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- | + | Firstly, we define "1" on a straight line by specifying the length between any two point. But some will say, hey, in Euclid's postulates, he did not say you can choose any points; a point is the intersection of two lines, two circles or one line and one circle. That is a good observation. To have a line, we have to have given points. Then we draw the straight line. Choose one of the two given points, and use that as the center for our compass. Now, spread the legs of the compass by a distance between the two given points. The intersection is a new point. With the new point, we now have one arbitrarily chosen points. Note, the "1" does not necessarily have to measure meter nor foot since we have chosen two random points. It could measure a new length of your choosing. Then, once you have chosen that length to be "1", you have to stick to this specification throughout your construction. | |
- | Firstly, we define "1" on a straight line by specifying the length between any two point. But some will say, hey, in Euclid's postulates, he did not say you can choose any points; a point is the intersection of two lines, two circles or one line and one circle. That is a good observation. To have a line, we have to have given points. Then we draw the straight line. Choose one of the two given points, and use that as the center for our compass. Now, spread the legs of the compass by a distance between the two given points. The intersection is a new point. With the new point, we now have one arbitrarily chosen points. | + | |
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- | Note, the "1" does not necessarily have to measure meter nor foot since we have chosen two random points. It could measure a new length of your choosing. Then, once you have chosen that length to be "1", you have to stick to this specification throughout your construction. | + | |
Next, it is very obvious that we could construct all the integers, that is <math>\cdots -3,-2,-1,0,1,2,3,\cdots</math> (or <math>x</math> = <math>\{x|- \infty < x < \infty,x \in \mathbb{Z}\}</math>). How so? Well, once we have the "1", all we have to do is to use the Compass Equivalence Theorem finite number of times to duplicate the length "1" that we previously defined. Now, that means that we could have any two random integers, <math>a</math> and <math>b</math>, and for the sake of this discussion and clarity, we are talking about positive integers here. Next, I will show that from <math>a</math> and <math>b</math>, we could construct <math>a \pm b</math>, <math>a \times b</math> and <math>\frac {a}{b}</math>. | Next, it is very obvious that we could construct all the integers, that is <math>\cdots -3,-2,-1,0,1,2,3,\cdots</math> (or <math>x</math> = <math>\{x|- \infty < x < \infty,x \in \mathbb{Z}\}</math>). How so? Well, once we have the "1", all we have to do is to use the Compass Equivalence Theorem finite number of times to duplicate the length "1" that we previously defined. Now, that means that we could have any two random integers, <math>a</math> and <math>b</math>, and for the sake of this discussion and clarity, we are talking about positive integers here. Next, I will show that from <math>a</math> and <math>b</math>, we could construct <math>a \pm b</math>, <math>a \times b</math> and <math>\frac {a}{b}</math>. | ||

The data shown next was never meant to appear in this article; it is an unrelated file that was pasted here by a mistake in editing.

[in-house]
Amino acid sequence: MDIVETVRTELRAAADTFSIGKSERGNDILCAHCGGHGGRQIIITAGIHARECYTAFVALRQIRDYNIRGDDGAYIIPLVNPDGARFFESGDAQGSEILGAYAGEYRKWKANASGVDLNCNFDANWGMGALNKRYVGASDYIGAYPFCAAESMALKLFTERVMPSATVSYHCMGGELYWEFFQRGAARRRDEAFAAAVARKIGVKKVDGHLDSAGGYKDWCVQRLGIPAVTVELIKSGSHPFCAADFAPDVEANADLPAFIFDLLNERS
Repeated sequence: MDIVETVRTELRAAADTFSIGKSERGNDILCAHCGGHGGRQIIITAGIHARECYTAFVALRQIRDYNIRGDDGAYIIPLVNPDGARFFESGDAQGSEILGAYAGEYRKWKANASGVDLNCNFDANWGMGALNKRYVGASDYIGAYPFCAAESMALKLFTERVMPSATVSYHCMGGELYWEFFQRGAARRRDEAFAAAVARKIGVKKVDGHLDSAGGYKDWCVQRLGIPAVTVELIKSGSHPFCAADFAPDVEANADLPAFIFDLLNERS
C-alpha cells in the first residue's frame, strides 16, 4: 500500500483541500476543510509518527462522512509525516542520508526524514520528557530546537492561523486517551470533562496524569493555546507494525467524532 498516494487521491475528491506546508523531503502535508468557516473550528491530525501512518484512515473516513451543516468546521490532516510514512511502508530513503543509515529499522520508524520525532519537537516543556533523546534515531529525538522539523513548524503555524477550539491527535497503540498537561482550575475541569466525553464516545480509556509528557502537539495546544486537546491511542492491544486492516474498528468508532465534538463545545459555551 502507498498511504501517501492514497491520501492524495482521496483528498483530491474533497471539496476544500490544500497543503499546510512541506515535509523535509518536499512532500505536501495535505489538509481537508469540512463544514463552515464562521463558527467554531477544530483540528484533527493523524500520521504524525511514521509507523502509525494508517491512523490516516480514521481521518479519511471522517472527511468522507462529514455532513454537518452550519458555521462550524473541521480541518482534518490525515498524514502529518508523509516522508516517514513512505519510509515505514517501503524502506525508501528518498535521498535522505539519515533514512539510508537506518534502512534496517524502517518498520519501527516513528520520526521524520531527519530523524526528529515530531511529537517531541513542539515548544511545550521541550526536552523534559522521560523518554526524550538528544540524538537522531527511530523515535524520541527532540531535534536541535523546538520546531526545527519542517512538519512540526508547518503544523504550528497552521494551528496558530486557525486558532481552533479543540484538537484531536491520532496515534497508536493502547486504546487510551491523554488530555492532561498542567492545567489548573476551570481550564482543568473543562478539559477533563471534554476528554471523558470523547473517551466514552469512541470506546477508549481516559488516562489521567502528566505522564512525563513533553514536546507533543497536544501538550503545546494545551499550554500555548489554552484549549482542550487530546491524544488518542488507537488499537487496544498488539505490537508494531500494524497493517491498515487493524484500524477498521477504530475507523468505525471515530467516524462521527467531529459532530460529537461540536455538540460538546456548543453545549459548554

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[[Image:A+-b.png|center|border|600px]] | [[Image:A+-b.png|center|border|600px]] | ||
+ | {{HideShow|To construct <math>a \pm b</math>, we will use <math>a</math> as the center and use <math>b</math> as radius. The two points of intersection with the line will be <math>a+b</math> and <math>a-b</math>.}} | ||
- | To construct <math>a \times b</math>, we have <math>0</math>, <math>1</math>, <math>a</math> and <math>b</math> on the straight line. | + | [[Image:Atimesb3.png|center|border|500px]] |